In this day and age of prequels and sequels, there is one important question every studio or filmmaker must be prepared to ask when they produce a hit: “How do we make the next one bigger and better?” If you’re Sylvester Stallone and your hit is The Expendables, the answer to that question is simple: just add Chuck Norris. BOOM. Your sequel is immediately and appreciably better.
The Expendables 2 finds Barney Ross (Stallone) and his crew of mercenaries still running roughshod over third world baddies and taking on the jobs that no one else will. Given a mission by CIA agent Church (Bruce Willis) that will ostensibly settle their debt to the agency, the Expendables head to China in order to track down and bring home a mysterious box with the help of Maggie (Nan Yu). But upon retrieving the box, the team is ambushed by the notorious Villain (Jean-Claude Van Damme) who steals the box and does the group an irreparable harm. With revenge squarely on his mind, Ross, Lee Christmas (Jason Statham), and the rest of the gang take on perhaps their toughest challenge yet in order to apprehend Villain and prevent him from executing his diabolical plan.
As it pertains to movie criticism, for me there is nothing harder than rating and reviewing a film like Expendables. How do you judge a movie that is rife with blatantly bad dialogue, displays absolutely no character development, and values style over any semblance of substance? You’d say that movie is pretty bad, right? But what if that same movie is also an unhealthy amount of fun, makes up for its lack of story with tremendous doses of absurdly violent action, and creates an environment that is unquestionably perfect for its content? That would be a pretty good film, right? In almost every way in which we as a society value and grade movies, Expendables is an abomination. And yet, after about 30 minutes, this film (even more so than its predecessor) has a way of winning you over, even if you went in dead set on hating it. As strange as it may sound, there is a certain charm about Expendables that transcends the ridiculous action sequences and the beat you over the head with an iron rod approach to storytelling.
For me, the specific charm that Expendables (and other films like it) utilizes is the understanding between the audience and everyone involved in the production that none of what transpires in this film should be taken with even the slightest hint of seriousness. From the very beginning and over and over throughout the course of the film, Expendables extends to the audience a sly wink or, if you prefer, a knowing nod, that allows you to completely dispense with the silly notion of “reality.” It’s as if the movie opens with a scrolling note, Star Wars-style, that simply reads, “Hey, you know how stressful work was this week? Well, you can forget about all that, little buddy. For the next two hours all we’re going to do is blow crap up and make some jokes that are so bad you can’t help but laugh. And when it’s all over and we’ve killed approximately 100 million Russians, you’ll feel a little better about that glass ceiling. So sit back, relax, maybe inject some testosterone into your veins, and enjoy. Later ‘brah.” Every ounce of Expendables is easily comprehended (duh) and once you’ve accepted the mindless but undoubtedly awesome brand of entertainment, director Simon West wastes no opportunity to make each stunt more ridiculous than the last.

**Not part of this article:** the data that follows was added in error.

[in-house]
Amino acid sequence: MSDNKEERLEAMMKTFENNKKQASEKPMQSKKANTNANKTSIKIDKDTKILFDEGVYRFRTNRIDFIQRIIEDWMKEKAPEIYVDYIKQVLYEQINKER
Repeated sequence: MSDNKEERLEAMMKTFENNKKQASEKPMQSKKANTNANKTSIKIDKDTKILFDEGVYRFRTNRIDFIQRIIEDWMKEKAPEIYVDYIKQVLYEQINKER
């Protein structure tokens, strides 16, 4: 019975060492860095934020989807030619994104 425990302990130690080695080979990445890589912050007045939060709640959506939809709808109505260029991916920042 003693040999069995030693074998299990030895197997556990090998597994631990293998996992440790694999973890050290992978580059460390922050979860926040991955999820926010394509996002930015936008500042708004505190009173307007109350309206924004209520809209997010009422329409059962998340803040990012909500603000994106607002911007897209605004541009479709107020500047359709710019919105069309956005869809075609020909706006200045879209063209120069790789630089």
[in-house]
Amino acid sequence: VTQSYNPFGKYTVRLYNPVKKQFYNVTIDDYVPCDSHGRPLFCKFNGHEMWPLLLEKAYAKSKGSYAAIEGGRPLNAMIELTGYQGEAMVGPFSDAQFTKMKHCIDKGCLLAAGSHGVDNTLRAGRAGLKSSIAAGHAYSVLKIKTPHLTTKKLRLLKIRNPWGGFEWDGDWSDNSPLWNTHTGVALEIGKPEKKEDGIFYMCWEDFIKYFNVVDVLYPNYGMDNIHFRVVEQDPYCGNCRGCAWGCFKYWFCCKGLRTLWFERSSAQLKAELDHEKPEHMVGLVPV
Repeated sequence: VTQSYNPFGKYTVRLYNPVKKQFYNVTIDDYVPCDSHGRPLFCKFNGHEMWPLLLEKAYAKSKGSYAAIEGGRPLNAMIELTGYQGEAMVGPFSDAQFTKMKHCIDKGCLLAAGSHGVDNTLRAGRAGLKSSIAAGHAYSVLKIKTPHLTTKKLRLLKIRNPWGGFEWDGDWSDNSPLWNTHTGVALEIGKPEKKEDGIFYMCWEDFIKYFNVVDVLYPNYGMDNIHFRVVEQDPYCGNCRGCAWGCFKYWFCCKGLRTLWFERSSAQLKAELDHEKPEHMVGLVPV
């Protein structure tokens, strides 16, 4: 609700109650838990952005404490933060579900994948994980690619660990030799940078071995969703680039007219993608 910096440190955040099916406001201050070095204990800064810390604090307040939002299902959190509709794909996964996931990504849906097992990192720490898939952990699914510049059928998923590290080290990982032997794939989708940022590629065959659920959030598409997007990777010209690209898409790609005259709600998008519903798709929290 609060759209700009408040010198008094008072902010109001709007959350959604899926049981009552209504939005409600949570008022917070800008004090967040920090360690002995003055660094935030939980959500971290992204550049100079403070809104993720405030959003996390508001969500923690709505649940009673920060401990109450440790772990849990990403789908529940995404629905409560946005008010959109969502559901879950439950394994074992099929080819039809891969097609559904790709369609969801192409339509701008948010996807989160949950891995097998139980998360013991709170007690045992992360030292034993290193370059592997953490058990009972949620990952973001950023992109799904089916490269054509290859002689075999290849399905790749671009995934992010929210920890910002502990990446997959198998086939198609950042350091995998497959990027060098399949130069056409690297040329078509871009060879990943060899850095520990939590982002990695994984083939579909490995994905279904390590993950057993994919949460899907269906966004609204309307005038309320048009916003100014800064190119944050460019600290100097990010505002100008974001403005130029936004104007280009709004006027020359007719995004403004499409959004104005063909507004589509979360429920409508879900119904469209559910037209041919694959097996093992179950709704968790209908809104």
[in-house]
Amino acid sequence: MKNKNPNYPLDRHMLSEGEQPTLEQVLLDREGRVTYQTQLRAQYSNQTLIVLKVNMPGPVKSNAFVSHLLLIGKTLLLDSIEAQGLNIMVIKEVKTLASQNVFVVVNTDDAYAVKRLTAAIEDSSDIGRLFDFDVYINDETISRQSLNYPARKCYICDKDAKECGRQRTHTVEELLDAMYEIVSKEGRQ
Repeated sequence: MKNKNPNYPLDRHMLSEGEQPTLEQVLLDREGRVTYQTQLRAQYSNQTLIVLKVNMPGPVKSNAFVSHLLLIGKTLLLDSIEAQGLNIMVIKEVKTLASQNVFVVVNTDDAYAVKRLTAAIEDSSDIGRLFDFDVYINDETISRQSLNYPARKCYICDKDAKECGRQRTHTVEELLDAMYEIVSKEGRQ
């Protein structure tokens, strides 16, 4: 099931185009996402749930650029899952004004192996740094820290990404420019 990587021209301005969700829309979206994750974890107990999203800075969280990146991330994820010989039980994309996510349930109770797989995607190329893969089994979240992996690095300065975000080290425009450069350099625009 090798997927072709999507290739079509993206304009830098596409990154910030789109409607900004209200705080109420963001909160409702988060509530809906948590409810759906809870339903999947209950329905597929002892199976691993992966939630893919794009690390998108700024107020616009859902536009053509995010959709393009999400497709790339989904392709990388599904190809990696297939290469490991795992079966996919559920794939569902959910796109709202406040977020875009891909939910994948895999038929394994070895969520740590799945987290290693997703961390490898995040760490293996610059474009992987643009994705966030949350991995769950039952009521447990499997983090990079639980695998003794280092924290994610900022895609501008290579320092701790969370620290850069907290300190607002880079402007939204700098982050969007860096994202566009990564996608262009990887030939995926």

Moreover, every single member of the cast (with the exception of Dolph Lundgren who might not actually be alive) completely buys in to the sheer absurdity of their film and “acts” accordingly. Stallone will never get the credit he deserves for realizing exactly what he is today and exploiting that to the best of his ability. There’s a genius to the creation of this franchise and its execution that is due almost entirely to Stallone and his ability to pull in virtually every washed up action star to actually make Expendables live up to what it sets out to be is paramount to the success of this film. West does a great job, too, of hiding the members of the cast who really can’t act in the background and propping them up with hilariously bad one-liners. The cast outside of the actual members of the Expendables represent perhaps the best of the movie. Sure, the action scenes are great but getting to see Bruce Willis smirk through every TERRIBLE piece of dialogue he’s given to work with is a treat to behold. I am shocked to report that Van Damme is actually good in his role as the over-the-top villain (seriously, his name is Villain!!!) and gets my vote for “Best Performance in a Horribly Acted But Nonetheless Great” action movie. And then there’s Norris who appears in the movie for all of three minutes, delivers perhaps five lines, and yet somehow completely steals the show. His first appearance marks the moment when Expendables 2 outreaches its predecessor and the joke surrounding his entrance is worth the price of admission in and of itself. (I won’t spoil it but rest assured that keeping it quiet is KILLING me.)
I could spend hours pointing out all of the plot holes, bad acting, and willfully bad writing that comes into play in Expendables. Virtually everything about this movie is completely detached from reality, except for the number of rounds a gun can hold which for some reason seems to be a real bugaboo that no one is allowed to violate. But at the end of the day, Expendables is EXACTLY what it is supposed to do and hits the mark on every level that an awful movie like this could ever be expected to aim for.